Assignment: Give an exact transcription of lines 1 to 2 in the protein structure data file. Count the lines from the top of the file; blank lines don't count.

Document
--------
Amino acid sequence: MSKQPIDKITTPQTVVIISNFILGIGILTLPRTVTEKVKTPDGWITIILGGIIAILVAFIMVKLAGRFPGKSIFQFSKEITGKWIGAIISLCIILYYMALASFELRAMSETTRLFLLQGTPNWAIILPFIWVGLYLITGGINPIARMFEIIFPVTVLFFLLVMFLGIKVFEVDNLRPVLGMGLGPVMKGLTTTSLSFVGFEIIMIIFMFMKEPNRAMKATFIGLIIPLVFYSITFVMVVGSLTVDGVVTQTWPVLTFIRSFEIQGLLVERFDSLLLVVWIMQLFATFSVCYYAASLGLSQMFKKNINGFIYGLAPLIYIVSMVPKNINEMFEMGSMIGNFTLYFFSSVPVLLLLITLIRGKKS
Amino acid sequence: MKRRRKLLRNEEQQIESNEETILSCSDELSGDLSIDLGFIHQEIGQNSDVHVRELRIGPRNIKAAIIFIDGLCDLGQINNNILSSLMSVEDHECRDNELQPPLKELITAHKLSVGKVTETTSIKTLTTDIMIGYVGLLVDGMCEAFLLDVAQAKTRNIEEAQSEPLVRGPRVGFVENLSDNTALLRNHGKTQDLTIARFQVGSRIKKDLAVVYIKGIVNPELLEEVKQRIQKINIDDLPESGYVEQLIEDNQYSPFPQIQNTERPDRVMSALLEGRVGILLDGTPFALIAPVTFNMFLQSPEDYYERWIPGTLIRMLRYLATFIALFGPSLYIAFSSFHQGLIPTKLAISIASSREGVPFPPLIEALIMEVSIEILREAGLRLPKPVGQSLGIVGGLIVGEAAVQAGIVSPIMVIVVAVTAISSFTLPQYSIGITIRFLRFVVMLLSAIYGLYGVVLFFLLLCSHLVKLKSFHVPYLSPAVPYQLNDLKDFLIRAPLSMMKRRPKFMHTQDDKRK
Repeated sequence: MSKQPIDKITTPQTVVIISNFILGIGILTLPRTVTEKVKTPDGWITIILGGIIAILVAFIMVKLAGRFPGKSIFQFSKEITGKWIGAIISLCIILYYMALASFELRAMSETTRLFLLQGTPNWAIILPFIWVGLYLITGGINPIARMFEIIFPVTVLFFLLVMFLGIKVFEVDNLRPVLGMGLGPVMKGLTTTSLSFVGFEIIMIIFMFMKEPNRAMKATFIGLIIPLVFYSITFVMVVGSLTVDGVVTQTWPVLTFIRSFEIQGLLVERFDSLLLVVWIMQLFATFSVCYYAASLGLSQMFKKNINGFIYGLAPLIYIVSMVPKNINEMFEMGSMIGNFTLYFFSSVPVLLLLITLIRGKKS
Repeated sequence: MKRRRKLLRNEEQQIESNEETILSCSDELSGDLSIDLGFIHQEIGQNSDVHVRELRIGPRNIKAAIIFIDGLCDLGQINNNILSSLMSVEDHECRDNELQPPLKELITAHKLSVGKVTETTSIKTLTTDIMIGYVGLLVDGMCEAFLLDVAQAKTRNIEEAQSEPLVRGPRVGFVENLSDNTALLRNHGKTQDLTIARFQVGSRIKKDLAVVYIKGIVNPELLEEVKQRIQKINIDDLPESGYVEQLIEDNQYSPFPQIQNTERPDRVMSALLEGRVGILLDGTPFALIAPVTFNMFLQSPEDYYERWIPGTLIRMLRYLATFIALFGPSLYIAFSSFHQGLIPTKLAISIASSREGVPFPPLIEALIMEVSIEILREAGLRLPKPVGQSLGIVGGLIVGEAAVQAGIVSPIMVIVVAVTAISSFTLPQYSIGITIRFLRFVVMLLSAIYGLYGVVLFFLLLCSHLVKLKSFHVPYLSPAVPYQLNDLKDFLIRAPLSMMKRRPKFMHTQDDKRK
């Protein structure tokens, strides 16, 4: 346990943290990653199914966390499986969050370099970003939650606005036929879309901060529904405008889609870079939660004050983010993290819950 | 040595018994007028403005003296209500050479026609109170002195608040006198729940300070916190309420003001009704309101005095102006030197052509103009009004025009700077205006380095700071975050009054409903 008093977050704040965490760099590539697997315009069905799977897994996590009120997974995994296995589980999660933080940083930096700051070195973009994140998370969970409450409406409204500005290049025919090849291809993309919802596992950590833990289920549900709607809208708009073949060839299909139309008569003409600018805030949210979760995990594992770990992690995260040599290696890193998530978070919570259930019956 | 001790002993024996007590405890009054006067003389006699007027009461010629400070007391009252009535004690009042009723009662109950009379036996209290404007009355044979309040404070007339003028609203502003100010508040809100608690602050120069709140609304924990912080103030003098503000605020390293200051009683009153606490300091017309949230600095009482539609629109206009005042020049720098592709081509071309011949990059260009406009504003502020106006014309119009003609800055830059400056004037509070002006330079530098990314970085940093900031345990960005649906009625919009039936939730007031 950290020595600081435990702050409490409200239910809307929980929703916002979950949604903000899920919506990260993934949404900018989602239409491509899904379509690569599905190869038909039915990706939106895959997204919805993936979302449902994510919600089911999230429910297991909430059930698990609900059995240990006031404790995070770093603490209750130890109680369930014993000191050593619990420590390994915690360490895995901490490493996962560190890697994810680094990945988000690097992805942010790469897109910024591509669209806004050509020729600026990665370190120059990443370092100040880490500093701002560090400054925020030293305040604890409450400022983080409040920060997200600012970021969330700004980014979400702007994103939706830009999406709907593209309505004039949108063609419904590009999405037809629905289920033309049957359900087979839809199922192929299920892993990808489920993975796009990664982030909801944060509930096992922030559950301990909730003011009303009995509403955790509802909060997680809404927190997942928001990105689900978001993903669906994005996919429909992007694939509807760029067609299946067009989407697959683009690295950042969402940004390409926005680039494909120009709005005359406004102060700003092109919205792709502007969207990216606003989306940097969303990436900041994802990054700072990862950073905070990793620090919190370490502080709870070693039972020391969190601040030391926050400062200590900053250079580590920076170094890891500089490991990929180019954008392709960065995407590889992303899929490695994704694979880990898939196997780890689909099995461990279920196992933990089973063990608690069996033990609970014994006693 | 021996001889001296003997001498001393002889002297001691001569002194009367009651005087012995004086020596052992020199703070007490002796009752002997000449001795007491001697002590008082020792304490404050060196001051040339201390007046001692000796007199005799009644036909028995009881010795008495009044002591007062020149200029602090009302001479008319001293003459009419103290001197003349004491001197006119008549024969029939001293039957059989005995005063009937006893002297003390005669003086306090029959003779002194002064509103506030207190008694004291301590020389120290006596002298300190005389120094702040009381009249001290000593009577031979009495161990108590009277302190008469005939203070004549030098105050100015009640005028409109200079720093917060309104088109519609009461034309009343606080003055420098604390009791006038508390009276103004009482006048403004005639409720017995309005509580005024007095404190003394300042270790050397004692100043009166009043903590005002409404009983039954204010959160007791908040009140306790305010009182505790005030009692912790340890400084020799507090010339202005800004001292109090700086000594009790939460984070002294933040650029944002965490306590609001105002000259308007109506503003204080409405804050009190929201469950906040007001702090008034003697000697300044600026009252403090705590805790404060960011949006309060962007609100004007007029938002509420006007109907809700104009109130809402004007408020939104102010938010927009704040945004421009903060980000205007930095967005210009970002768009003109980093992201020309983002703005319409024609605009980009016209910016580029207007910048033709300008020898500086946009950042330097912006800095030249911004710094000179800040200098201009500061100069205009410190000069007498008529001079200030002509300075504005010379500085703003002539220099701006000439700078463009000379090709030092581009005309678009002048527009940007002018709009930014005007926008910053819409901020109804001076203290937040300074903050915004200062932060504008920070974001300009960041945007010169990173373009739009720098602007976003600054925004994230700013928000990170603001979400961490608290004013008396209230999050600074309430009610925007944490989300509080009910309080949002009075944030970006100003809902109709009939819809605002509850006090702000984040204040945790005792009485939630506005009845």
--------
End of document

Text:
Amino acid sequence: MSKQPIDKITTPQTVVIISNFILGIGILTLPRTVTEKVKTPDGWITIILGGIIAILVAFIMVKLAGRFPGKSIFQFSKEITGKWIGAIISLCIILYYMALASFELRAMSETTRLFLLQGTPNWAIILPFIWVGLYLITGGINPIARMFEIIFPVTVLFFLLVMFLGIKVFEVDNLRPVLGMGLGPVMKGLTTTSLSFVGFEIIMIIFMFMKEPNRAMKATFIGLIIPLVFYSITFVMVVGSLTVDGVVTQTWPVLTFIRSFEIQGLLVERFDSLLLVVWIMQLFATFSVCYYAASLGLSQMFKKNINGFIYGLAPLIYIVSMVPKNINEMFEMGSMIGNFTLYFFSSVPVLLLLITLIRGKKS
Amino acid sequence: MKRRRKLLRNEEQQIESNEETILSCSDELSGDLSIDLGFIHQEIGQNSDVHVRELRIGPRNIKAAIIFIDGLCDLGQINNNILSSLMSVEDHECRDNELQPPLKELITAHKLSVGKVTETTSIKTLTTDIMIGYVGLLVDGMCEAFLLDVAQAKTRNIEEAQSEPLVRGPRVGFVENLSDNTALLRNHGKTQDLTIARFQVGSRIKKDLAVVYIKGIVNPELLEEVKQRIQKINIDDLPESGYVEQLIEDNQYSPFPQIQNTERPDRVMSALLEGRVGILLDGTPFALIAPVTFNMFLQSPEDYYERWIPGTLIRMLRYLATFIALFGPSLYIAFSSFHQGLIPTKLAISIASSREGVPFPPLIEALIMEVSIEILREAGLRLPKPVGQSLGIVGGLIVGEAAVQAGIVSPIMVIVVAVTAISSFTLPQYSIGITIRFLRFVVMLLSAIYGLYGVVLFFLLLCSHLVKLKSFHVPYLSPAVPYQLNDLKDFLIRAPLSMMKRRPKFMHTQDDKRK